One flashpoint is the proposal to reroute Trail No. 667 - which would remain open to motor bikes - along a route that will merge with the Seven Bridges Trail along a scree field on Mt. Kineo.
Laminated signs posted along the Seven Bridges Trail by an anonymous opponent of the plan warn of motor bikes that will come "roaring down the trail," along with crowding and "aesthetic issues." Trail diversity also will take a hit because users largely will be funneled onto a shared trail, forcing them to come back the way they came in, the sign warns.
"There's going to be an awful lot of conflict between various users," longtime hiker Carol Lyndell said.
Lyndell is among those who worry that trails will be decommissioned long before reroutes are completed, encouraging illicit use while doing little to help the trout. She also questioned whether the Forest Service has the funding to do any of the work it describes.
Others ask why it is necessary to halt all use in the creek when the fish have withstood impacts from visitors for more than a century.
"Where's the study that says recreational users are causing a problem? They don't have that study," said Michael Chaussee, who has hiked the region for 30 years and bemoans the loss of access to areas of historic significance.
Susan Davies, a spokeswoman for the Trails and Open Space Coalition, said she supports Alternative B but thinks some degree of access should be preserved in the Bear Creek Basin, even if it involves nonmotorized trails.
"There are still some really special places, historic places that people are not going to have access to anymore, and we just don't think that's a solution," she said.
Proposals to allow some users in the Bear Creek Basin while barring motor bikes are a nonstarter for many motorized users, including those in the Trails Preservation Alliance (TPA), which has threatened to sue over access issues.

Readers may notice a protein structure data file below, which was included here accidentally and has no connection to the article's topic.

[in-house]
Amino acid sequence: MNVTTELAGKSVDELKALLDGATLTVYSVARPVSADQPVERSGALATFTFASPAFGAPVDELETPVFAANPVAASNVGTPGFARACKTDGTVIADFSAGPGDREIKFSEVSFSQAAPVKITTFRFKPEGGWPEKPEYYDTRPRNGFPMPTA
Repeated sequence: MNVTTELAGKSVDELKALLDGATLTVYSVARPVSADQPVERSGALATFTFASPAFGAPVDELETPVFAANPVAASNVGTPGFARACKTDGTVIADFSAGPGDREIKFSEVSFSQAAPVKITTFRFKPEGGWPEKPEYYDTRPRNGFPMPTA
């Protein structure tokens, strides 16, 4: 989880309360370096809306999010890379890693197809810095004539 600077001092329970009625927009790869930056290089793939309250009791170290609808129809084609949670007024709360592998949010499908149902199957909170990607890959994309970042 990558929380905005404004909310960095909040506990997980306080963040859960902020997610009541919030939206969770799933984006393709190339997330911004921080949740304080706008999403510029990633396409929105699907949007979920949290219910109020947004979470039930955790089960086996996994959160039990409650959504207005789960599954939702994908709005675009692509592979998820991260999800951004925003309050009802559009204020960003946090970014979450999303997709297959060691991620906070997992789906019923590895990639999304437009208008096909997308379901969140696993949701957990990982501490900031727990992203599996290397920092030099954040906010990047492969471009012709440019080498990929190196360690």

"If you have a small area and everybody wants to use it, you're going to have to learn to get along," said Don Riggle, the group's director of operations. He noted that it was dirt bikers who donated countless hours and sought more than $100,000 in grants to care for Bear Creek Basin trails and to build bridges over the creek crossings.
"The fish is the focus"
Forest Service officials say the bickering among trail users is unnecessary. The true danger to the fish, they say, is the trails themselves - the decaying granite slopes that dump sediment into the creek, slowly choking the trout's habitat.
Remediation efforts under Alternative B call for destroying the targeted trails and re-vegetating them to help slow sediment-bearing runoff, according to Allan D. Hahn, a ranger with the Pikes Peak Ranger District.
"A large part of the trail system is right next to the creek. Decomposed granite erodes like crazy, and the only place that we don't get tremendous amounts of erosion is where you have large amounts of vegetation," Hahn said. "We're going to try to stabilize that condition and stop that bleeding of sediment into the creek, thereby improving the habitat."
Although Krieger, the aquatic biologist, previously downplayed the effect of trail usage on the trout habitat, he said during an interview that he didn't intend his comments to suggest that use in the area was good for the long-term management of the fish.
"We really don't have the right to say, 'Hey, I want to do my thing. Katie bar the door, to hell with everything else and I want to do what I want to do,'" Krieger said. "The fish is the focus."